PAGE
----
Since this seems to be fairly constructive, I’ll keep going. Those not interested in Github, or the dynamics of open source code creation can safely tune out. Chris, the Github dude, has some more to say:
I mentioned the Network Graph and Fork Queue but David mentioned neither. I think he doesn’t know what they are, probably because I didn’t explain what they are 🙂
I had had a look at them, and they’re handy tools (I would never accuse Github of not doing good work, that’s not the issue at all), but I would respectfully submit that perhaps Chris is looking at things from a very Github-centric perspective, in which it’s second nature to go look at those. They aren’t obvious, and certainly don’t jump out at the user to say “hey, maybe this code your looking out isn’t the latest and greatest!”. For someone just cruising around, perhaps it should be more evident who’s the ‘top dog’?
Chris then goes on with a very helpful and illustrative demo of how things work at Github, which is good stuff.
However, at the end, he says something that I don’t agree with:
It may seem strange, and perhaps even like a lot of work. “Why should I have to check to see which is the most current? In the old model, there’s always a canonical repository.”
That’s precisely the problem. It does seem like a lot of work, especially when your search space is not limited to Github, but may include other places like Sourceforge, RubyForge, Google Code, project specific sites, and so on.
In the old model, actionwebservice wouldn’t have made it past 1.2.6. Welcome to distributed version control.
Plenty of ‘old style’ projects have survived beyond their founders’ interest in the project. What happens is that you ask for permission to work on the project, and either :
It’s given to you, in which case you can keep working on the canonical code. For instance, someone could have asked DHH to work on the RubyForge version of actionwebservice. Did they? Did he say no? At the very least, he could have been asked to point the RubyForge actionwebservice page at some other site with a more current version of the code.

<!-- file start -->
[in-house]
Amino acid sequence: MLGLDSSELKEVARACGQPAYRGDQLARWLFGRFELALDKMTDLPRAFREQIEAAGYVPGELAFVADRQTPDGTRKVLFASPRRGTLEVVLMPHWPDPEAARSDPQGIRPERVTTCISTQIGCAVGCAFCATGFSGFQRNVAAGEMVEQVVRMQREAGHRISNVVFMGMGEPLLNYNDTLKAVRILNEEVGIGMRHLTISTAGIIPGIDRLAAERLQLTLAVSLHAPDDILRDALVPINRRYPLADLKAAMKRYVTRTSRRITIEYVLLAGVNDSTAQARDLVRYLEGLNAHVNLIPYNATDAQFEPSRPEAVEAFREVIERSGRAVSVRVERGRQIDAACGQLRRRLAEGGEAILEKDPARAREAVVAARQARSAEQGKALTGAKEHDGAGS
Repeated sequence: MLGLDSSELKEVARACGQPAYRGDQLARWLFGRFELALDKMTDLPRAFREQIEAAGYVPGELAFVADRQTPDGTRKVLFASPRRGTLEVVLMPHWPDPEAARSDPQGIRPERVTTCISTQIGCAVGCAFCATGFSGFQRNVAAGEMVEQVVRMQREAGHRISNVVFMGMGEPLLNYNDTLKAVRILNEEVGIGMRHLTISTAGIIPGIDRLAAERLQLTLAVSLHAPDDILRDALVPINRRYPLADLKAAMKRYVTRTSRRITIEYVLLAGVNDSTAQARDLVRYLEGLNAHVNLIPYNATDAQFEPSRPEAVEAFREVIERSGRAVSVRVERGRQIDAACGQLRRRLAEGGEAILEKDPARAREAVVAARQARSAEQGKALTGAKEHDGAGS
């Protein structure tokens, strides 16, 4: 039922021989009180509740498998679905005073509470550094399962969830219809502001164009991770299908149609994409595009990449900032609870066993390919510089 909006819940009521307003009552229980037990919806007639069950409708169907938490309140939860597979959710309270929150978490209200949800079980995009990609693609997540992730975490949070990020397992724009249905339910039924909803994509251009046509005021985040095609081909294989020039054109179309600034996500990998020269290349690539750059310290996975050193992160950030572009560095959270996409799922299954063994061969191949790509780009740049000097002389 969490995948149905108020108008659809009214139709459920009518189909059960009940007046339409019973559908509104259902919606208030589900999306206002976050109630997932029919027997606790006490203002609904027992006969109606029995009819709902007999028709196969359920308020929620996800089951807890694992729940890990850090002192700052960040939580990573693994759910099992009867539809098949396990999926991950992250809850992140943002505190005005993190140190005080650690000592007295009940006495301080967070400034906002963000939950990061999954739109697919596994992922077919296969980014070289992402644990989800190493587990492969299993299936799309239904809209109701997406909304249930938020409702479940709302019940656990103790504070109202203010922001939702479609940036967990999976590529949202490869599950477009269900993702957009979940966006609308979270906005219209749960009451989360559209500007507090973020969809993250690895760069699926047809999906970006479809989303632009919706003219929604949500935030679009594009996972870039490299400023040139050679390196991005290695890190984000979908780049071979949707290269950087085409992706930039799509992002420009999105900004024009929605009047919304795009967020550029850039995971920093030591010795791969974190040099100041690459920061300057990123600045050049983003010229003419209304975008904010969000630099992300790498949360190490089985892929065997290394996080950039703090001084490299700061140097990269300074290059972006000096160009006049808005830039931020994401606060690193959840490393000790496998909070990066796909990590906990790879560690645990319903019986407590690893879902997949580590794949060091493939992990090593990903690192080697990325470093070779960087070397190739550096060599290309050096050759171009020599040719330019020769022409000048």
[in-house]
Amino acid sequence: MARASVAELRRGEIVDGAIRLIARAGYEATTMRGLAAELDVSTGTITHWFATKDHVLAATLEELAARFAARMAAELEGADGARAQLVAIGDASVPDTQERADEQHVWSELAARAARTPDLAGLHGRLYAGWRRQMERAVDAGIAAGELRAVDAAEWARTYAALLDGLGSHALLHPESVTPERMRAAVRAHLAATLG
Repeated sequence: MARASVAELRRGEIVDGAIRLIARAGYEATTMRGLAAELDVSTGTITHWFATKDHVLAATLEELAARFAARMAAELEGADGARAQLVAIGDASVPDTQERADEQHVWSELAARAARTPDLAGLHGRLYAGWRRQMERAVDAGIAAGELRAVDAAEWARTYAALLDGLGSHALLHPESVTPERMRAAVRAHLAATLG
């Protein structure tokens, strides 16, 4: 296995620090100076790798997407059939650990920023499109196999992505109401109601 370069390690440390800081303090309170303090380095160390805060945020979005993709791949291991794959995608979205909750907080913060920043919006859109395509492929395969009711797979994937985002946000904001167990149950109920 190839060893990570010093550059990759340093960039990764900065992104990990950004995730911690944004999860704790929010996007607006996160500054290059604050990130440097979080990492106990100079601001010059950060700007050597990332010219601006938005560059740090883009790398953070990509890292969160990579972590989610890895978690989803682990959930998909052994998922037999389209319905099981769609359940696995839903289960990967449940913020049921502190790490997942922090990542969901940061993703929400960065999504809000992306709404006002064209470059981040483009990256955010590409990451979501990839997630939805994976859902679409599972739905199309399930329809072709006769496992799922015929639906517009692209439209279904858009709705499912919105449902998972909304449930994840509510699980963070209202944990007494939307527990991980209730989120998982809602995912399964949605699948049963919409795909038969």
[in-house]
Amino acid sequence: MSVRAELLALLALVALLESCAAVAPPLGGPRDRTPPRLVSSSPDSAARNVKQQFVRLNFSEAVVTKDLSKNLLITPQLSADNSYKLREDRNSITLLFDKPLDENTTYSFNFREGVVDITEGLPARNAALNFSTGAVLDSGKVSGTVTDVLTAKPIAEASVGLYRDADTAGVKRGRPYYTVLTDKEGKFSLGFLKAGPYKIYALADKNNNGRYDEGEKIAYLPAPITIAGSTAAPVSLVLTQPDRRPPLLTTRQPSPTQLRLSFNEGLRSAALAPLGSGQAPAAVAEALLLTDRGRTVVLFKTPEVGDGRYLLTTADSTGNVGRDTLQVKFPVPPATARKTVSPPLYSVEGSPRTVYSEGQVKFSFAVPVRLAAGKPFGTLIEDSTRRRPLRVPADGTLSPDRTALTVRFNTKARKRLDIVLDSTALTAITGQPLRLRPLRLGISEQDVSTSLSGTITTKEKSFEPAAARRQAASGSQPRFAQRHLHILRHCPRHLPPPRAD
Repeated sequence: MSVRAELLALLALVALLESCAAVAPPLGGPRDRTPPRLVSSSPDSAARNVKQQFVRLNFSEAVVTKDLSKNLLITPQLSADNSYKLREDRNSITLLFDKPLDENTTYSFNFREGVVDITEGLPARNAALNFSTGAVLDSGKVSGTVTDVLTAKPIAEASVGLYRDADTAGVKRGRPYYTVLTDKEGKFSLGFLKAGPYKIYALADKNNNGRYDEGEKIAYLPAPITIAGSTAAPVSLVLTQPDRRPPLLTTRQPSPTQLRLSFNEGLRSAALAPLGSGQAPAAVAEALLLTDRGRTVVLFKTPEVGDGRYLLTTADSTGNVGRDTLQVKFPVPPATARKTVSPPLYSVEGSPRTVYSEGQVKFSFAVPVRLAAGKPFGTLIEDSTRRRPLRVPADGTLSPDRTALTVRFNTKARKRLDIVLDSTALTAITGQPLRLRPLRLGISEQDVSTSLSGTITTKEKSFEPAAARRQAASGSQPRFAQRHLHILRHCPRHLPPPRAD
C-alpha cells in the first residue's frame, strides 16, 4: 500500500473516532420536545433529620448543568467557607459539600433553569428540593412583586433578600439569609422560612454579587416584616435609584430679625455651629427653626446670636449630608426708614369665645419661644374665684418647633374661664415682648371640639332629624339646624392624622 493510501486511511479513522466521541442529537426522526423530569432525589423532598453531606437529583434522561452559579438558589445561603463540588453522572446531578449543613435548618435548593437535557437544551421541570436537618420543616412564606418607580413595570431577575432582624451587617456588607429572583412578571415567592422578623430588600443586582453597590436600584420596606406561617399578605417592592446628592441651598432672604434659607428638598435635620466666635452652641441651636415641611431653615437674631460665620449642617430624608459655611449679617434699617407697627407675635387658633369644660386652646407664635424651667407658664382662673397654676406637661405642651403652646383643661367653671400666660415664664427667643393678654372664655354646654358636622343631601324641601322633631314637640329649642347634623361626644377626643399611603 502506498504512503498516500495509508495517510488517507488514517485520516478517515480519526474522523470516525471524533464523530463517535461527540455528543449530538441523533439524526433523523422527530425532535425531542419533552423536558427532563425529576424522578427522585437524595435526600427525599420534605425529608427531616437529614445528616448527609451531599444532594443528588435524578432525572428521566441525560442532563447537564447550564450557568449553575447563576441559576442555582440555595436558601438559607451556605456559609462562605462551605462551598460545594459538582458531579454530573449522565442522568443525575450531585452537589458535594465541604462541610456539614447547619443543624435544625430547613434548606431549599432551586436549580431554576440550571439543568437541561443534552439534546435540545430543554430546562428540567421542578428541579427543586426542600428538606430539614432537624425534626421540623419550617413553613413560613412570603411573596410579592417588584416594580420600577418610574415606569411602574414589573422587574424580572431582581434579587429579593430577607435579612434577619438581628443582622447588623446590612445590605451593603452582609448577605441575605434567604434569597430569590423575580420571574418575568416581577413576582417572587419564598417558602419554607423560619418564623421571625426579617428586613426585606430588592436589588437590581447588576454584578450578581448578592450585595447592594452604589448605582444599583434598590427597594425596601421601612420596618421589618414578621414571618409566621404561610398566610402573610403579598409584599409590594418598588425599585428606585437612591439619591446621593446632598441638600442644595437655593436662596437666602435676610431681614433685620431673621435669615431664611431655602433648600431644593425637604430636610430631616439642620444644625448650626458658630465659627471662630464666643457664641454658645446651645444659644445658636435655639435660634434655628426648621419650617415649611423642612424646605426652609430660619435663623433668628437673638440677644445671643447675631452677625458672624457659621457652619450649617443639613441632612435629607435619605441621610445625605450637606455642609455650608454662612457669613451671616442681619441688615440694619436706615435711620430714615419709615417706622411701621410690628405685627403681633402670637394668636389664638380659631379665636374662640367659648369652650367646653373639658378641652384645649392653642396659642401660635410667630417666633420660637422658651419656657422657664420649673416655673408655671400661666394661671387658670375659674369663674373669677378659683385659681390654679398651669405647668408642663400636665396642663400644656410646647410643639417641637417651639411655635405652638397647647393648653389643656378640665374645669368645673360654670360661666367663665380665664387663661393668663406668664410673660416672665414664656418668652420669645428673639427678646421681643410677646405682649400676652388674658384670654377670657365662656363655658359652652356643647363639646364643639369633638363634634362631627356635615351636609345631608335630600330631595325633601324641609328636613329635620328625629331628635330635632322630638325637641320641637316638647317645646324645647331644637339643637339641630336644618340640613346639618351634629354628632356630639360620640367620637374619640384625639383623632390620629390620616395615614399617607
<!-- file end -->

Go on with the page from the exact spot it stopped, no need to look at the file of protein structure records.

You have to fork the project, and in that case, sure, you might as well have been using the Github model.
I’ve often found that people are happy to let you contribute to their projects, though, and part of my original point with all of this is that if people just go spitting out forks willy-nilly, it creates a “paradox of choice” type problem, and perhaps takes something away from the community aspect of open source projects. As people are fond of saying at the Apache Software Foundation, it’s about the people, not necessarily about the code. I’m not saying that forks are always bad and that everything should be centrally done, but there’s a balance to be struck between people just working on their own, and some sort of onerous, bureaucratic Central Project Authority. It’s nice that people who want to improve the code make themselves heard on a mailing list/forum/whatever, and thus cover the “people” part of merging in new code and new ideas. More often than not, help and contributions are more than welcome. Design decisions and conversations recorded on mailing lists are available for people to peruse in the future when they have questions.
Just to repeat something that bears repeating: I am not claiming that Github will lead to social disintegration of open source projects or anything drastic like that. However, I’m a bit wary of certain patterns I’ve seen. It’s certainly possible that I’m wrong – as I mentioned, one error I might be making is that people are dumping code they simply wouldn’t have shared on Github, because Github makes it so easy. I do hope my worries are unfounded, and in any case, it’s a good thing that the Github guys are interested in the problem too, and will hopefully do things to alleviate it where possible.